• Calcium binding to carbohydrate binding module CBM4-2 of xylanase 10A (Xyn10A) from Rhodothermus marinus was explored using calorimetry, NMR, fluorescence, and absorbance spectroscopy. CBM4-2 binds two calcium ions, one with moderate affinity and one with extremely high affinity. The moderate-affinity site has an association constant of (1.3 +/- 0.3) x 10(5) M(-1) and a binding enthalpy DeltaH(a) of -9.3 +/- 0.4 kJ x mol(-1), while the high-affinity site has an association constant of approximately 10(10) M(-1) and a binding enthalpy DeltaH(a) of -40.5 +/- 0.5 kJ x mol(-1). The locations of the binding sites have been identified by NMR and structural homology, and were verified by site-directed mutagenesis. The high-affinity site consists of the side chains of E11 and D160 and backbone carbonyls of E52 and K55, while the moderate-affinity site comprises the side chain of D29 and backbone carbonyls of L21, A22, V25, and W28. The high-affinity site is in a position analogous to the calcium site in CBM4 structures and in a recent CBM22 structure. Binding of calcium increases the unfolding temperature of the protein (T(m)) by approximately 23 degrees C at pH 7.5. No correlation between binding affinity and T(m) change was noted, as each of the two calcium ions contributes almost equally to the increase in unfolding temperature.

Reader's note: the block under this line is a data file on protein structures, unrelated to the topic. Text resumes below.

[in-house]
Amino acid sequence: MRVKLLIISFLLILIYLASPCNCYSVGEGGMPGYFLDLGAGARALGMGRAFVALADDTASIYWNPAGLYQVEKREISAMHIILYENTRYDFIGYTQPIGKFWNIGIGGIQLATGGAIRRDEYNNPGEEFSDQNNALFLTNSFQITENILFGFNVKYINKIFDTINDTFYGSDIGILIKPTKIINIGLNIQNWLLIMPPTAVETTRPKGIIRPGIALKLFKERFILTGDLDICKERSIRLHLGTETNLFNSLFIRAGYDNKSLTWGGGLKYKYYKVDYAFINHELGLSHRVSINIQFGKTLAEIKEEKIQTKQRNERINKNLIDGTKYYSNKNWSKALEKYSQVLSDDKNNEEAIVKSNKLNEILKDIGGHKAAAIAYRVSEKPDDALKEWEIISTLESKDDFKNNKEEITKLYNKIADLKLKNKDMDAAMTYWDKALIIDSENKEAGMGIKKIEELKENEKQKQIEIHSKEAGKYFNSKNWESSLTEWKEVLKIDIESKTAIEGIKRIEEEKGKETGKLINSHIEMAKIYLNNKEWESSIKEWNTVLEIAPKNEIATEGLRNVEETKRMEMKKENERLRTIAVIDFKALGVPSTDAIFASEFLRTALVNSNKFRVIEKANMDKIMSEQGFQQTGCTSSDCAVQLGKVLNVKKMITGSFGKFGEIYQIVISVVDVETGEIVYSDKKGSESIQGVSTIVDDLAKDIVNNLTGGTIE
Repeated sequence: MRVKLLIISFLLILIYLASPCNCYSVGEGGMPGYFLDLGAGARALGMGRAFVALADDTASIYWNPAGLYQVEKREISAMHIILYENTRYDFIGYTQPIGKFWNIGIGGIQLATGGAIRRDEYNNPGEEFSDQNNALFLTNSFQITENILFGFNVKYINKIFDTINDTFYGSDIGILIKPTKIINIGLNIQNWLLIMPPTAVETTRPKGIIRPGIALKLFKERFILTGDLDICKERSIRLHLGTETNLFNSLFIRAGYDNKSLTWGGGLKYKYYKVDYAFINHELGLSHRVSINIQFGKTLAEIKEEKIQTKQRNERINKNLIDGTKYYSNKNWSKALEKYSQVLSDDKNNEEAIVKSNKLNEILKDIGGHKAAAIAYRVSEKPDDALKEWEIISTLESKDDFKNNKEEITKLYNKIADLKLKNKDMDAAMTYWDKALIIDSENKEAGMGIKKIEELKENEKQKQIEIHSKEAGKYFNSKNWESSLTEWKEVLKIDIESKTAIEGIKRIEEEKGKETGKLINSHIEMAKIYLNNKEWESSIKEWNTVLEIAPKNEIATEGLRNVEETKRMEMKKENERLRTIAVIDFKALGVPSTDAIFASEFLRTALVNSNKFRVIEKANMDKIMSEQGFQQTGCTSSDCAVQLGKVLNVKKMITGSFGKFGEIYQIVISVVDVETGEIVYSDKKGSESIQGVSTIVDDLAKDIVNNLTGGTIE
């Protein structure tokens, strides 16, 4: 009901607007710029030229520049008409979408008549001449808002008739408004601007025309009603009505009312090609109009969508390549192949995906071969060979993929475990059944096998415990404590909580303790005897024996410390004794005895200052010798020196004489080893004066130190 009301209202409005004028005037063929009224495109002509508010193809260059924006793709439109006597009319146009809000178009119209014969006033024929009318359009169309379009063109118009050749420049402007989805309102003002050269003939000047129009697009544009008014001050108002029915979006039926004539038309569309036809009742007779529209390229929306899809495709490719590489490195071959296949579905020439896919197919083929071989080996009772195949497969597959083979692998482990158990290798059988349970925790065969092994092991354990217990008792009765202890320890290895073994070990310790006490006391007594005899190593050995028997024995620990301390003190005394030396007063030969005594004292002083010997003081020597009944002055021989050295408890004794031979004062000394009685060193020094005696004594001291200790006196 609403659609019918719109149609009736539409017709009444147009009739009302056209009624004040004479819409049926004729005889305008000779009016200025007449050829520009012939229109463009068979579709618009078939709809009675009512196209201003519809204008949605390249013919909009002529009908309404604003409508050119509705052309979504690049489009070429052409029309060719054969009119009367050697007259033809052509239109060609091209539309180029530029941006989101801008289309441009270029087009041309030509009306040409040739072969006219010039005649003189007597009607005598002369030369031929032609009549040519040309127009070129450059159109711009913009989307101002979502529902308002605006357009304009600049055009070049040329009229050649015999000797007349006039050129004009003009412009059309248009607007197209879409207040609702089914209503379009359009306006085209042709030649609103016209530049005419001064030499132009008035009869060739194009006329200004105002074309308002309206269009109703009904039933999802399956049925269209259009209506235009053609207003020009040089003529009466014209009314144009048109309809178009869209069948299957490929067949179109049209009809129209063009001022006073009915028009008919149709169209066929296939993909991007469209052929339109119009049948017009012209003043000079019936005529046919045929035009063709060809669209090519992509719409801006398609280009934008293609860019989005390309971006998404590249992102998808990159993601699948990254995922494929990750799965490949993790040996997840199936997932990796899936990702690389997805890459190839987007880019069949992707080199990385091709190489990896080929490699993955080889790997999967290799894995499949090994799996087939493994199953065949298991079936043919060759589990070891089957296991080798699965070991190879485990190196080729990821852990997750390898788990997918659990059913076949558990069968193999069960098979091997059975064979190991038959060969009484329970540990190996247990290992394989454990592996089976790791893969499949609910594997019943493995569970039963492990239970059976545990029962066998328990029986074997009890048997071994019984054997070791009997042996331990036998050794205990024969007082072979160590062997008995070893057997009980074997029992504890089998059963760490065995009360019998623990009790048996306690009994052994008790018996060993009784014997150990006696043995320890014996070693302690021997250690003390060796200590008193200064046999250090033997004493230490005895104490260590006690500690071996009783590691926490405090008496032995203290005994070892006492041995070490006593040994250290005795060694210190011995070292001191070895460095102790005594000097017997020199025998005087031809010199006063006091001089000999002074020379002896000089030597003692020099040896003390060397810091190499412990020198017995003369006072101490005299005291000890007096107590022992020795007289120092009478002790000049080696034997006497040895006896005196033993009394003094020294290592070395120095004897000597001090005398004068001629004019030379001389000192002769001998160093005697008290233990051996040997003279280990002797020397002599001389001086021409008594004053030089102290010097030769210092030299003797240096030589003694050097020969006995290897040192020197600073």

• Izzo, N. J., et al. (författare)
  • Preclinical and clinical biomarker studies of CT1812: A novel approach to Alzheimer's disease modification
  • 2021
  • Ingår i: Alzheimers & Dementia. - 1552-5260.
  • Tidskriftsartikel (refereegranskat)abstract